Statement of Finland by Mr. Klaus Korhonen Ambassador for Arms Control Affairs, arms control affairs at the Biennial Meeting of the States 6 on the 7th of June 2016
As this is the first time I take the floor during this Biennial Meeting of States,
allow me to congratulate you on your appointment as Chairperson and extend my delegation's appreciation for the way you have conducted the preparations for this important meeting.
Finland aligns itself with the statements of the European Union and fully supports the positions expressed in the Working Paper submitted by the EU.
I would like to make some additional national remarks to highlight themes which are of particular importance to my delegation. We would wish to see them appropriately reflected in the Outcome Document to be adopted at the end of this meeting.
Small arms and light weapons continue to pose a significant threat to both international peace and security and to human security all over the world. This is well underlined by the fact that SALW on a global level accounts for more deaths annually than any other weapon category. The diversion and illicit trade in small arms and light weapons fuels terrorism and transnational crime and the piling up of SALW in specific regions is linked to regional conflicts and human rights violations.
Reducing violence caused by the diversion and illicit trade in small arms and light weapons is an issue of high priority for Finland.
We engage to reduce the negative impact of SALW through many fora, such as the EU's strategy on small arms and light weapons, the OSCE, the Arms Trade Treaty and the UN's Program of Action (UNPoA). This forum has a special role as it in addition to providing a valid and effective strategy also remains the global forum to share and develop further action on different levels. This meeting will give guidance to further implementation of the PoA in view of the next Review Conference in two years' time.
First, my delegation would like to stress the added value that the entry into force of the Arms Trade Treaty and its implementation brings also to the implementation of the PoA.
Finland continues to be actively engaged in the Arms Trade Treaty process and we consider the implementation of the PoA and the ATT to be mutually reinforcing. We have certainly found this to be the case in our national implementation of both instruments.
The ATT shares many common goals with the UN PoA and has added a new dimension, complementing and reinforcing the various existing conventional arms control agreements and arrangements. For the ATT to tangibly bring results on the ground, it needs to be effectively implemented by the State Parties and to be as universal as possible. Regulating international arms transfer is by definition a global ambition.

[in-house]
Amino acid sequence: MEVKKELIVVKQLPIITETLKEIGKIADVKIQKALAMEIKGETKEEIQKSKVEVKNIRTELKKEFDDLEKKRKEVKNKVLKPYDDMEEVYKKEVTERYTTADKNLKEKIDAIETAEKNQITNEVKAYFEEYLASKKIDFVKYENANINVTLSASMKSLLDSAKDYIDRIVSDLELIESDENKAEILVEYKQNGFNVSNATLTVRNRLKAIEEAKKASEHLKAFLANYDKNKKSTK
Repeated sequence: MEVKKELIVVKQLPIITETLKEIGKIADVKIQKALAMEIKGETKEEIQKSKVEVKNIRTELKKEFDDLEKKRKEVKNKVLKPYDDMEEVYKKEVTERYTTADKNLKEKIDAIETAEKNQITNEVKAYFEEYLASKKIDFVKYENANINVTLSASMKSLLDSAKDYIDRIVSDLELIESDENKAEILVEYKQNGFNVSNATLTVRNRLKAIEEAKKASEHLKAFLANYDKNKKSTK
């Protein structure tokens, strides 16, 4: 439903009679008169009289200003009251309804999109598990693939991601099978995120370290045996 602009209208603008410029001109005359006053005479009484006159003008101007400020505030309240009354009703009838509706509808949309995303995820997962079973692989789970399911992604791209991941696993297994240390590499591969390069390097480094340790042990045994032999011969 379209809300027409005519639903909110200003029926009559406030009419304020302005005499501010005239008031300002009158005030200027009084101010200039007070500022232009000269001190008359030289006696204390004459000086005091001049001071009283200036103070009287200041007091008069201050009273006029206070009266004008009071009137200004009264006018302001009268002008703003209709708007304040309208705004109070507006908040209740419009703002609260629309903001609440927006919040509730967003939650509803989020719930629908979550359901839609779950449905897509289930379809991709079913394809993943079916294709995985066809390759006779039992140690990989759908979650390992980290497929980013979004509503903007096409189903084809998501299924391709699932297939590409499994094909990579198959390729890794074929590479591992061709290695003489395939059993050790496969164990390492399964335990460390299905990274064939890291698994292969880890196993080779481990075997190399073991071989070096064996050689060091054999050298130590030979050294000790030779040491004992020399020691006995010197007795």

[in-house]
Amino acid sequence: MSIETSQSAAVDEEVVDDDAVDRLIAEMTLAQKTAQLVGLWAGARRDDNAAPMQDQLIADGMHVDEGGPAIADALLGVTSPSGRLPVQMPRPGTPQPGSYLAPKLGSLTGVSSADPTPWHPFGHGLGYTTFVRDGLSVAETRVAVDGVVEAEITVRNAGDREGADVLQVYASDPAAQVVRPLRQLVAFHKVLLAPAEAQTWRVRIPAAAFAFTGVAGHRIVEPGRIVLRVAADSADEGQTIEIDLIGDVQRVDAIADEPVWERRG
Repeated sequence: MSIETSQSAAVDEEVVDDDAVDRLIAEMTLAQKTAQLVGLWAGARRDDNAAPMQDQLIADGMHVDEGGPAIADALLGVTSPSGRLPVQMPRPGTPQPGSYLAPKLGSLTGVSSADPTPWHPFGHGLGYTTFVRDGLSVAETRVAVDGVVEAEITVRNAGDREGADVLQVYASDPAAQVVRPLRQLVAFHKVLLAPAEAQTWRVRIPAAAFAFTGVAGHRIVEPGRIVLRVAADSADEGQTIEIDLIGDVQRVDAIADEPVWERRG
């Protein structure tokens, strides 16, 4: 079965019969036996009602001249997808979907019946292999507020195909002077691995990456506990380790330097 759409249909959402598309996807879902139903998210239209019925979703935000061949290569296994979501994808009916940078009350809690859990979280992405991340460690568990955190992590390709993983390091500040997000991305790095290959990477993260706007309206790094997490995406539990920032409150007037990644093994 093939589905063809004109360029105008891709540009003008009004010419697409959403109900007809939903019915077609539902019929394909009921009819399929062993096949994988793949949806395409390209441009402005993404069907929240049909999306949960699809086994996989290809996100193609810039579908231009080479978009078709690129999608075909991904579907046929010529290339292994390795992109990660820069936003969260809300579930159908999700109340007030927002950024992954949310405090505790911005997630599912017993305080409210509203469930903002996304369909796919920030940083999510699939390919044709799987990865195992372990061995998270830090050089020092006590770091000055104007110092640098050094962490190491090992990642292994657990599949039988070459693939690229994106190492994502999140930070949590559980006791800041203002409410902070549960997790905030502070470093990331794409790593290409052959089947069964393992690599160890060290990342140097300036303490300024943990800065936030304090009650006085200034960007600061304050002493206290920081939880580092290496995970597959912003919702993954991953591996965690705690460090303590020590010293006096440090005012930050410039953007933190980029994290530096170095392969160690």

Mr. Chair, in our view this potential of synergies between the implementation of the PoA and the ATT, which is a natural fact for many delegations, should be appropriately reflected in the outcome document.
The second point, which I would like to highlight is that a gender perspective should be continued to be taken into account in the implementation of the PoA, including when planning assistance. The Majority of those suffering under the threat created by the diversion and illicit trade in SALW are civilians. There are strong links between small arms violence, gender based violence and organized crime. Women and other vulnerable groups are particularly affected. We, as an international community, need to do more in order to protect all vulnerable groups and to tackle the problem in a comprehensive manner.
Women are also key actors in fighting illicit trade in small arms and light weapons. In line with UN Security Council resolutions 1325 and 2242, women should be better represented in the planning, creation and implementation of national and international SALW policies. I hope that our deliberations during this week will result in concrete steps forward also in this regard.
Finally, one important dimension of PoA implementation is the contribution of the civil society and the private sector. We have excellent results from projects Finland has supported which have been implemented by civil society actors. The UN Trust Facility Supporting Cooperation on Arms Regulation (UNSCAR) continues to be a valuable instrument in this regard and its donor base should be further expanded. We also highly value the excellent work of UNIDIR. A good example is our support to the UNIDIR led project on arms and ammunition management in Somalia. A side event presenting the project and its results will be arranged here at the UN tomorrow, on Wednesday, at 13:15 Conference Room 4,
I thank you.